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Homebrew Telephone Exchange Keeps The Family In Touch, In The House And Beyond

It doesn’t happen often, but every once in a while we stumble upon someone who has taken obsolete but really cool phone-switching equipment and built a private switched telephone in their garage or basement using it. This private analog phone exchange is not one of those, but it’s still a super cool build that’s probably about as ambitious as getting an old step-by-step or crossbar switch running.

Right up front, we’ll stipulate that there’s absolutely no practical reason to do something like this. And hacker [Jon Petter Skagmo] admits that this is very much a “because I can” project. The idea is to support a bunch of old landline phones distributed around the house, and beyond, in a sort of glorified intercom system. The private exchange is entirely scratch-built, with a PIC32 acting as the heart of the system, performing such tasks as DTMF decoding, generating ring voltage, and even providing a CAN bus interface to his home automation system.

The main board supports five line interface daughterboards, which connect each phone to the switch via an RJ11 jack. The interface does the work of detecting when a phone goes off-hook, and does the actual connection between any two phones. A separate, special interface card provides an auto-patch capability using an RDA1846S RF transceiver module; with it, [Jon Petter] can connect to any phone in the system from a UHF handy-talkie. Check out the video below for more on that — it’s pretty neat!

We just love everything about this overengineered project — it’s clearly a labor of love, and the fit and finish really reflect that. And even though it’s not strictly old school, POTS projects like this always put us in the mood to watch the “Speedy Cutover” video one more time.

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DIY Fiber Laser Adds Metal Cutting To The Mix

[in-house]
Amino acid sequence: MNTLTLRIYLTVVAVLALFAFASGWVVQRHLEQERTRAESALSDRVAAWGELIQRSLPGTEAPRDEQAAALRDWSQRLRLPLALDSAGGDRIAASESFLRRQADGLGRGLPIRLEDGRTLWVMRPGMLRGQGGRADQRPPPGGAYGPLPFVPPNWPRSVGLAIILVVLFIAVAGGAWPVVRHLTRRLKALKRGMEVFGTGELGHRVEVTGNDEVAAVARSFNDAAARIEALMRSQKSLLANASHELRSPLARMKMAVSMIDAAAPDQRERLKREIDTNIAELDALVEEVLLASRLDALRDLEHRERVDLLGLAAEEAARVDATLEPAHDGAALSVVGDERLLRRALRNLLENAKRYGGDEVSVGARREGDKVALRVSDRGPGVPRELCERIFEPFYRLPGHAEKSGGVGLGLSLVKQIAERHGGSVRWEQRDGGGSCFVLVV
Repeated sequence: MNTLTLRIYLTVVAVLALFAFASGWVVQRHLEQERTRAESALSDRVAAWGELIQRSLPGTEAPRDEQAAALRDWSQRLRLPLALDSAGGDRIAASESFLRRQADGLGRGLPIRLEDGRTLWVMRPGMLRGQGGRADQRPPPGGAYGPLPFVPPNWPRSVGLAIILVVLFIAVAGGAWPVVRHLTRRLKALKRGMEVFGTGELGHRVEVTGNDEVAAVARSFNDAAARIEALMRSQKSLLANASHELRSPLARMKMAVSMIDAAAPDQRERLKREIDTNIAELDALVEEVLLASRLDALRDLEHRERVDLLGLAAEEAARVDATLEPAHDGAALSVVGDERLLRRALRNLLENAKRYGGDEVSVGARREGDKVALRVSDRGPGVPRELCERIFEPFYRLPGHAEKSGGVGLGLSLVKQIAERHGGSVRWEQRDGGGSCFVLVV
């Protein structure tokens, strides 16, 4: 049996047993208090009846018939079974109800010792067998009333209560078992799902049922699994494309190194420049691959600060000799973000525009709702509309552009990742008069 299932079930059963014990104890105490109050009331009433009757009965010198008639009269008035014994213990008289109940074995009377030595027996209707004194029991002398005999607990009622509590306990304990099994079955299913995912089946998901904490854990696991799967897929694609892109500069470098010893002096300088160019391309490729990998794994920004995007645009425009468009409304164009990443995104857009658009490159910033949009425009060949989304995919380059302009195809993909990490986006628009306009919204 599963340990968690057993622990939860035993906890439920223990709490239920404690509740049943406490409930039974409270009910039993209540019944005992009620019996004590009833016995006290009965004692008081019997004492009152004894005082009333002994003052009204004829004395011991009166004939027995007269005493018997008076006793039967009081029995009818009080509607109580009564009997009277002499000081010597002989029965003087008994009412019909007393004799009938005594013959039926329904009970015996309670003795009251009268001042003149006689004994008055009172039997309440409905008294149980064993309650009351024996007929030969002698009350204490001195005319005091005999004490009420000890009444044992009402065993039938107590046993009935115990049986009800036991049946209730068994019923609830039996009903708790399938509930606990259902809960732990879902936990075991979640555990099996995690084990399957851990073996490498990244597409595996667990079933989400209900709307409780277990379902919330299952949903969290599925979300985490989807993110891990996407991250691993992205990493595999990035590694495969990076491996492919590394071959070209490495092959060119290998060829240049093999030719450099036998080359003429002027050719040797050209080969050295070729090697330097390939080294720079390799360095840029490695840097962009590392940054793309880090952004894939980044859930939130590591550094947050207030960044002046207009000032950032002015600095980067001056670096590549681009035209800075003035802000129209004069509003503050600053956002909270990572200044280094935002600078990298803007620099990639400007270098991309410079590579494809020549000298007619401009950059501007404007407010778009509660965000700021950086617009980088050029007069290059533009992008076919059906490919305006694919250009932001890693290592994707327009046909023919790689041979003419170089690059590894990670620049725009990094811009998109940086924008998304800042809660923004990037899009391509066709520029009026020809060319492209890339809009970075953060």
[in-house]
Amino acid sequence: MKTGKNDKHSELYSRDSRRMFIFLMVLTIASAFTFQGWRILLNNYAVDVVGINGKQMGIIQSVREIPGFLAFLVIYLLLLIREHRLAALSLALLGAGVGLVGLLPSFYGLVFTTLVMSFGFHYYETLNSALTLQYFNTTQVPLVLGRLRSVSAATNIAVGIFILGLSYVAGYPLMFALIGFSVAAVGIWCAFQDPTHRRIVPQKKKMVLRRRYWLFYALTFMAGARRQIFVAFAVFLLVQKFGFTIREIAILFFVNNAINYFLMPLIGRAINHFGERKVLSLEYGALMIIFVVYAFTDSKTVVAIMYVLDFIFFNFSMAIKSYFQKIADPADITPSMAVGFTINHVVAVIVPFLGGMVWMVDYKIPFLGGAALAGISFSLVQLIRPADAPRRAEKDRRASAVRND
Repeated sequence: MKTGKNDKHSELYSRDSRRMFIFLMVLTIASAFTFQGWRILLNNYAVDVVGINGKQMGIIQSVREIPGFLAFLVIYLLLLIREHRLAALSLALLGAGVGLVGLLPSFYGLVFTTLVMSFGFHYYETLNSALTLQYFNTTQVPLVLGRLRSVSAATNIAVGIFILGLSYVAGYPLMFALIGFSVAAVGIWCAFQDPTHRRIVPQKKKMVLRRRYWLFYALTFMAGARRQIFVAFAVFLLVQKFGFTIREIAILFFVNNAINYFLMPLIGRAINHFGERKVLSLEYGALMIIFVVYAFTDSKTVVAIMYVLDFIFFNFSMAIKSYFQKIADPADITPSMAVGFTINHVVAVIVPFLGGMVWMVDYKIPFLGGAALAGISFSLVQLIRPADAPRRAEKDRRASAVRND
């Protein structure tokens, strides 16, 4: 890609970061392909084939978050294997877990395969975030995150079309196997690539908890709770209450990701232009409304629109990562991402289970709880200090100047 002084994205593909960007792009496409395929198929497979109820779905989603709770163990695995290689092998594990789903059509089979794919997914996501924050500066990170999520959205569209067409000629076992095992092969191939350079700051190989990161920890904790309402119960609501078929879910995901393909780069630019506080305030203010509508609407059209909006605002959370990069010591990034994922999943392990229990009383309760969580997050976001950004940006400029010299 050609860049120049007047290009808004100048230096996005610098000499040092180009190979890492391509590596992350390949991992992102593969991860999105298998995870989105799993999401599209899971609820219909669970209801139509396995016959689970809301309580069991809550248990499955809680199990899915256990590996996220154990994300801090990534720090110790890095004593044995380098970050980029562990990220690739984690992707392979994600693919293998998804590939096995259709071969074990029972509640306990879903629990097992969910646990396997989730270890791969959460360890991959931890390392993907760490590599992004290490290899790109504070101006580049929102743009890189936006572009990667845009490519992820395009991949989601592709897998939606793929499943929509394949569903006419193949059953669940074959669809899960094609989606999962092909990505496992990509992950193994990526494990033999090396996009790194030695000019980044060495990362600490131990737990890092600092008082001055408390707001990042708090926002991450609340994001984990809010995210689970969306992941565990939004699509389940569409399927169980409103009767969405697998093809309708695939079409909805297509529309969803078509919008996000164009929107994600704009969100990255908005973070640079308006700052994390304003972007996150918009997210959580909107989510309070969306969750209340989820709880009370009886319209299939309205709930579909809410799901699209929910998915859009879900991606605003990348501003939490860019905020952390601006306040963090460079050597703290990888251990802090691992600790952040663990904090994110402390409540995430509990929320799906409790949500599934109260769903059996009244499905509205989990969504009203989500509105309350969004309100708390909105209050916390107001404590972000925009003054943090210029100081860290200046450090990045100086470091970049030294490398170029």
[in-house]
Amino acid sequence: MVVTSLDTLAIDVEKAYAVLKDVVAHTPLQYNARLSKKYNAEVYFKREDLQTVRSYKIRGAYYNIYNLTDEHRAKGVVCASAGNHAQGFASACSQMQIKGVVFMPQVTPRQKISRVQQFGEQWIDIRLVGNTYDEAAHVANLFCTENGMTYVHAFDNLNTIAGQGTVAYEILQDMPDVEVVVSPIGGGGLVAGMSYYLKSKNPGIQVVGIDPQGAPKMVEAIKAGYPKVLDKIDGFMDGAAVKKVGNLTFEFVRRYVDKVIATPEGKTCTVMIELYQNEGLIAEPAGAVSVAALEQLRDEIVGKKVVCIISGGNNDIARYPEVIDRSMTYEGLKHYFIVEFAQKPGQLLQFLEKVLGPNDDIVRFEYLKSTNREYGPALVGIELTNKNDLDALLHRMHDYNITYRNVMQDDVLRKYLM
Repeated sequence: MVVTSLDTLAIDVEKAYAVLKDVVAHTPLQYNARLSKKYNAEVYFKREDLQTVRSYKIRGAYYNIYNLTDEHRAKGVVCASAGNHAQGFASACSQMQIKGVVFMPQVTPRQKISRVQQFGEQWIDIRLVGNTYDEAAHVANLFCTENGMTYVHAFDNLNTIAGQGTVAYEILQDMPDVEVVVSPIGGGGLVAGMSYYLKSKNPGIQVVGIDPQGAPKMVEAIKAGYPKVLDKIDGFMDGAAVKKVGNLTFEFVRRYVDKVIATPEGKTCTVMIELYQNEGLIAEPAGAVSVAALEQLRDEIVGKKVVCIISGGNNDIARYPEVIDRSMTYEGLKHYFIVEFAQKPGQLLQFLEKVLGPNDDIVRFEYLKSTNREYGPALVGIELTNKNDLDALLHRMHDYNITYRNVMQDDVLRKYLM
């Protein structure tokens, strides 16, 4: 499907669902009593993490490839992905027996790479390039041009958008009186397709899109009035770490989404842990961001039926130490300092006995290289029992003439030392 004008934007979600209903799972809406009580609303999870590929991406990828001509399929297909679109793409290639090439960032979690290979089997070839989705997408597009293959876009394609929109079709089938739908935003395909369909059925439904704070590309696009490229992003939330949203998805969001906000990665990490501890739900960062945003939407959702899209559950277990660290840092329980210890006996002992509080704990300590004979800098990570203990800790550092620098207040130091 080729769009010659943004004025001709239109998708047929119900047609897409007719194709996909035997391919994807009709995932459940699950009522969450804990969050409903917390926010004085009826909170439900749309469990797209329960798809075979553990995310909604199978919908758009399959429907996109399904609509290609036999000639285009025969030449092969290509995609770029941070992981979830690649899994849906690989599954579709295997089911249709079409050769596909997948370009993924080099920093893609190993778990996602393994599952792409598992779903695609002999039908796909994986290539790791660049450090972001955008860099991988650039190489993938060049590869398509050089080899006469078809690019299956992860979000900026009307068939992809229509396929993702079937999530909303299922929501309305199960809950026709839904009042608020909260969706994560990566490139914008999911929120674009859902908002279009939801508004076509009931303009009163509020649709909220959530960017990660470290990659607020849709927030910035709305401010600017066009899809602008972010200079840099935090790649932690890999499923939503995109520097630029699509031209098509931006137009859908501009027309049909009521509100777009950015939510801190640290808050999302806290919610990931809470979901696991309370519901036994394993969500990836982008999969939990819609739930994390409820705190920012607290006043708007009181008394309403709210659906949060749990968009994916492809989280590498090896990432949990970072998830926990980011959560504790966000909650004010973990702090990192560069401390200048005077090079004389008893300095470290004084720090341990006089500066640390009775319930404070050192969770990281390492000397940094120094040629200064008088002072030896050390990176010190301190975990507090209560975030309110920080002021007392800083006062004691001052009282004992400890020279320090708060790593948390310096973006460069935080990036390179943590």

Sadly, the usual CO2-powered suspects in the DIY laser cutter market are woefully incapable of cutting metal. Sure, they’ll cut the heck out of plywood and acrylic, and most will do a decent job at engraving metal. But cutting through a sheet of steel or aluminum requires a step up to much more powerful fiber laser cutters. True, the costs of such machines can be daunting, but not daunting enough for [Travis Mitchell], who has undertaken a DIY fiber laser cutter build that really caught our eye.

Right off the bat, a couple of things are worth noting here. First — and this should be obvious from the fountains of white-hot sparks in the video below — laser cutters are dangerous, and you should really know what you’re doing before tackling such a build. Second, just because [Travis] was able to cut costs considerably compared to a commercial fiber laser cutter doesn’t mean this build was cheap in absolute terms — he reports dropping about $15,000 so far, with considerable ongoing costs to operate the thing.

That said, there doesn’t appear to be anything about this build that anyone with some experience building CNC machines wouldn’t be able to tackle. The CNC side of this is pretty straightforward, although we note that the gantry, servos, and controller seem especially robust.

The laser itself is an off-the-shelf machine, a Raycus RFL-C1000 fiber laser and head that packs a 1,000-Watt punch. There’s also the required cooling system for the laser, and of course there’s an exhaust system to get rid of the nasty fumes.

All that stuff requires a considerable investment, but we were surprised to learn how much the consumables cost. [Travis] opted for bottled gas for the cutter’s gas assist system — low-pressure oxygen for carbon steel and high-pressure nitrogen for everything else. Refills are really pricey, in part because of the purity required, but since the proper compressor for the job is out of the budget for now, the tanks will have to do. And really, the thing cuts like a dream. Check out the cutting speed and precision in the video below.

This is but the first in a series of videos that will detail the build, and if [Travis] thought this would whet our appetites for more, he was right. We really haven’t seen many DIY fiber laser builds, but we have seen a teardown of a 200-kW fiber laser that might tickle your fancy.